Google Analytics – How to Avoid Losing Profile Data Because of Accidental Deletion
Google Analytics is a free service that provides site usage statistics; it reports basic information such as visitor traffic and traffic sources, as well as more advanced data that includes audience demographics, search terms used to find a site, and contact form submissions. These statistics are extremely vital for measuring the success of your site-personalization and visitor-usability strategy. Therefore, it would be disastrous for any company if this data were to somehow be lost. However, if you were to do a search on the web on the issue of analytics data being lost, you would find that it is not uncommon for this data to be deleted simply by accident. It is important, then, for certain things to be put in place to avoid sustaining heavy losses when that data goes missing:
Create a Backup Profile:
In Analytics, there are three levels of settings for any site that is tracked with the program. There is the ‘Account’ level, the topmost, where you can add different domains and specify settings for each; there is the ‘Property’ Level, in which multiple web ‘properties’ belonging to one particular domain can be added and tracked separately. For instance, if you have a dedicated mobile site, you would track it as a separate property alongside your main property, so that the traffic to your mobile site and desktop version can be distinguished. Lastly, there is the ‘Profile’ level, which allows you to segment the traffic statistics to a particular web property using filters. For example, if you wish to see solely data from your Adwords campaign, you can add filters in the Profile that exclude other data. It is always a good idea to keep an unfiltered ‘Backup’ profile alongside your main profile. If your main, default profile is already unfiltered, then just having a copy of it running alongside wouldn’t hurt; that way if your main profile is accidentally deleted, you will have identical historical data from the other.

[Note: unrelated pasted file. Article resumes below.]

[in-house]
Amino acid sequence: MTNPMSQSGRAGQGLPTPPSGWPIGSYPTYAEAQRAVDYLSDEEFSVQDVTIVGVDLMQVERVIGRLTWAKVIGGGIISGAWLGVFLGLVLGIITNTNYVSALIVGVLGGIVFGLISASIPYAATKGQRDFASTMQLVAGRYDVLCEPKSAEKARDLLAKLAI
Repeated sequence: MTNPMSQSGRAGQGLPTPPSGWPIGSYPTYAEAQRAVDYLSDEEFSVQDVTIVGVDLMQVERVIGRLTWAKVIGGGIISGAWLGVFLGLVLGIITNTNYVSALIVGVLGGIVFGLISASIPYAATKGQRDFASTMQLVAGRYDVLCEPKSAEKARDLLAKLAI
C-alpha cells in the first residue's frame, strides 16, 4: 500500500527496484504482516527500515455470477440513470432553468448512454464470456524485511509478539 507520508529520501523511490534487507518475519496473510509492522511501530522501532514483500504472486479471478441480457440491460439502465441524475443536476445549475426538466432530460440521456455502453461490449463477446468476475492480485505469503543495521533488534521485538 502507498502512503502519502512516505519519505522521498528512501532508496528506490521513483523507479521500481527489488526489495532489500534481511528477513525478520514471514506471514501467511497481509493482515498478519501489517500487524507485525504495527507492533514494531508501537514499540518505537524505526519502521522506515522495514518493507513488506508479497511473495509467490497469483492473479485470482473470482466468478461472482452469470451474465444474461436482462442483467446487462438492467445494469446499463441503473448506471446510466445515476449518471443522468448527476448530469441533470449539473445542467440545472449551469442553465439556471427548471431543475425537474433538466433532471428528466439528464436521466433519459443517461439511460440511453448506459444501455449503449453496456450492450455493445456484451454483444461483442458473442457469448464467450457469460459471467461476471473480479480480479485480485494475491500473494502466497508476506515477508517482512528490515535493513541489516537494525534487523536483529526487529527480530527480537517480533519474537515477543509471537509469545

Create a Google Webmaster account for your site and back up data periodically:
Google Webmaster provides data on the top search terms that send traffic to your site over a 3-month period. It’s important to remember that Webmaster replaces this data every 3 months, so you’d need to archive it manually at 3-month intervals to somewhere you can easily access it. The easiest way would be to export the data to an Excel spreadsheet and backing it up somewhere safe. This is in the unfortunate event that you didn’t have a backup profile, or if both profiles were somehow removed. The data provided by Webmaster on your site’s top search terms, as well as landing pages, are what you’d mostly require anyhow to study the effectiveness of your site personalization strategy.
Link your Analytics and Adwords Accounts:
If you have a corresponding Adwords account with an active ad campaign, it’s a very good idea to link it to Analytics. This will make your Adwords statistics visible within Analytics itself, under the ‘Advertising’ tab; this data will remain available even if you lose your main profile. Combined with the statistics provided by Webmaster, you may have enough historical data to assess how your site is doing and conduct further personalization.
As a Precaution, Never Be Quick to Delete Anything in Analytics:
Every now and again you’ll have to create new profiles, web properties, and analytics accounts for sites. A good rule of thumb is, whenever you create something new, and you find afterwards that you don’t need it, don’t be quick to delete it. Take your time and be absolutely sure that what you are deleting is the right one, if you do have to delete at all. A good practice to help with this is making sure that every newly-created analytics account, property, and profile has a name that easily distinguishes it from those already there, or you may have a hard time distinguishing the new from the old, and the dispensable from the vital. Just remember, though, it’s better to refrain from deleting at all – it’s better to have extras that you don’t need than lost data that you do need.
The thought of losing one’s statistics isn’t a happy one. However, with certain measures in place, the blowback of such a loss can be considerably lessened, if not altogether avoided. Thoughts and questions? Leave them in the comments section below!